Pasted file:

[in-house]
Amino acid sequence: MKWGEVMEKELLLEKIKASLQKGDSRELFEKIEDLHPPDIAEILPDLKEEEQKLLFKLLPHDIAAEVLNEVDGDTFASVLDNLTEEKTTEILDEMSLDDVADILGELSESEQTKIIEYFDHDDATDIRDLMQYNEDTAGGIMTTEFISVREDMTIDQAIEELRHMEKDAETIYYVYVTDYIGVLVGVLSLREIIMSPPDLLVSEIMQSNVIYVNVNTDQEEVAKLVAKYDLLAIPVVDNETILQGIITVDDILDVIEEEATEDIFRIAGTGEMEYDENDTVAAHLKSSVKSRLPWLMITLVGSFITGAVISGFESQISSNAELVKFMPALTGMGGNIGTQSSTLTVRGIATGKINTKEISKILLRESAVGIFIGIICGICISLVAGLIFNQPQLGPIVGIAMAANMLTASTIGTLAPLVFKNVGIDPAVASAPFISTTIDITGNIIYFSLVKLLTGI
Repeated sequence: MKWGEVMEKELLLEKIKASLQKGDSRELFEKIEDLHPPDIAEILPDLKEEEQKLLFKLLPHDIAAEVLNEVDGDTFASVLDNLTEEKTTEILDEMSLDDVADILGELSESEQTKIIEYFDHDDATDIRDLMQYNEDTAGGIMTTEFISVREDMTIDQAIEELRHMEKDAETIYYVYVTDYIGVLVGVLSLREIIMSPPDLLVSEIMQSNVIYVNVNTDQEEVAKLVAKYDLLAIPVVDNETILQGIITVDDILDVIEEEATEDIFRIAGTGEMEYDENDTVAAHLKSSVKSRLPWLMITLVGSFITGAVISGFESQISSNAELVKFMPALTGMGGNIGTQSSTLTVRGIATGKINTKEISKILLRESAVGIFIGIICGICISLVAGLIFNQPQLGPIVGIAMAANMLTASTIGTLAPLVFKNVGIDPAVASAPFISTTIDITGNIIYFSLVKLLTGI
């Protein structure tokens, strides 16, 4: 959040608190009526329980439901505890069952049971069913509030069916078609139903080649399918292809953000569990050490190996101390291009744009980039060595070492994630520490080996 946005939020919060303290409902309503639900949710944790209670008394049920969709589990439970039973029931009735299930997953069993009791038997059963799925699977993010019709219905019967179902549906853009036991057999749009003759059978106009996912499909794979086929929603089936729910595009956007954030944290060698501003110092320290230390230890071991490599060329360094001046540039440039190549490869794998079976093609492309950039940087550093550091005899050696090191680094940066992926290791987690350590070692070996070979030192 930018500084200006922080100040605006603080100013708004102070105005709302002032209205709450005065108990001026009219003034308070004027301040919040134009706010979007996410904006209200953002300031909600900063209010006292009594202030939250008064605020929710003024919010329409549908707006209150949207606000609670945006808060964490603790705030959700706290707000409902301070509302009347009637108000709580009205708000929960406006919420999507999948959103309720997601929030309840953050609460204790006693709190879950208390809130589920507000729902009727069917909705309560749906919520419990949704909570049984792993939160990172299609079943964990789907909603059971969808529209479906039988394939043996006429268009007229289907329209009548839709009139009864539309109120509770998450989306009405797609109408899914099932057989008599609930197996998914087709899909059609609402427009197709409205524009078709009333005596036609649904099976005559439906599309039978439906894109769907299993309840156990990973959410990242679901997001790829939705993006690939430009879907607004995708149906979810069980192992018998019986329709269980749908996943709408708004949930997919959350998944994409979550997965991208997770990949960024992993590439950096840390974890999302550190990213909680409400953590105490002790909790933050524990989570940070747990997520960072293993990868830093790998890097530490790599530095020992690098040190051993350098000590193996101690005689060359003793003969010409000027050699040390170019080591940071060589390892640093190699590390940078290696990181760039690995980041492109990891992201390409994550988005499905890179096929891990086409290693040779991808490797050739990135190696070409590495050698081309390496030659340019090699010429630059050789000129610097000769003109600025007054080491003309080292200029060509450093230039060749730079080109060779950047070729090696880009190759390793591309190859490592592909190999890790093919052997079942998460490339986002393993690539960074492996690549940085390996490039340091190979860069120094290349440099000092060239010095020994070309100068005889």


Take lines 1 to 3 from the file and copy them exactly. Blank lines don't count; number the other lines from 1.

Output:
[in-house]
Amino acid sequence: MKWGEVMEKELLLEKIKASLQKGDSRELFEKIEDLHPPDIAEILPDLKEEEQKLLFKLLPHDIAAEVLNEVDGDTFASVLDNLTEEKTTEILDEMSLDDVADILGELSESEQTKIIEYFDHDDATDIRDLMQYNEDTAGGIMTTEFISVREDMTIDQAIEELRHMEKDAETIYYVYVTDYIGVLVGVLSLREIIMSPPDLLVSEIMQSNVIYVNVNTDQEEVAKLVAKYDLLAIPVVDNETILQGIITVDDILDVIEEEATEDIFRIAGTGEMEYDENDTVAAHLKSSVKSRLPWLMITLVGSFITGAVISGFESQISSNAELVKFMPALTGMGGNIGTQSSTLTVRGIATGKINTKEISKILLRESAVGIFIGIICGICISLVAGLIFNQPQLGPIVGIAMAANMLTASTIGTLAPLVFKNVGIDPAVASAPFISTTIDITGNIIYFSLVKLLTGI
Repeated sequence: MKWGEVMEKELLLEKIKASLQKGDSRELFEKIEDLHPPDIAEILPDLKEEEQKLLFKLLPHDIAAEVLNEVDGDTFASVLDNLTEEKTTEILDEMSLDDVADILGELSESEQTKIIEYFDHDDATDIRDLMQYNEDTAGGIMTTEFISVREDMTIDQAIEELRHMEKDAETIYYVYVTDYIGVLVGVLSLREIIMSPPDLLVSEIMQSNVIYVNVNTDQEEVAKLVAKYDLLAIPVVDNETILQGIITVDDILDVIEEEATEDIFRIAGTGEMEYDENDTVAAHLKSSVKSRLPWLMITLVGSFITGAVISGFESQISSNAELVKFMPALTGMGGNIGTQSSTLTVRGIATGKINTKEISKILLRESAVGIFIGIICGICISLVAGLIFNQPQLGPIVGIAMAANMLTASTIGTLAPLVFKNVGIDPAVASAPFISTTIDITGNIIYFSLVKLLTGI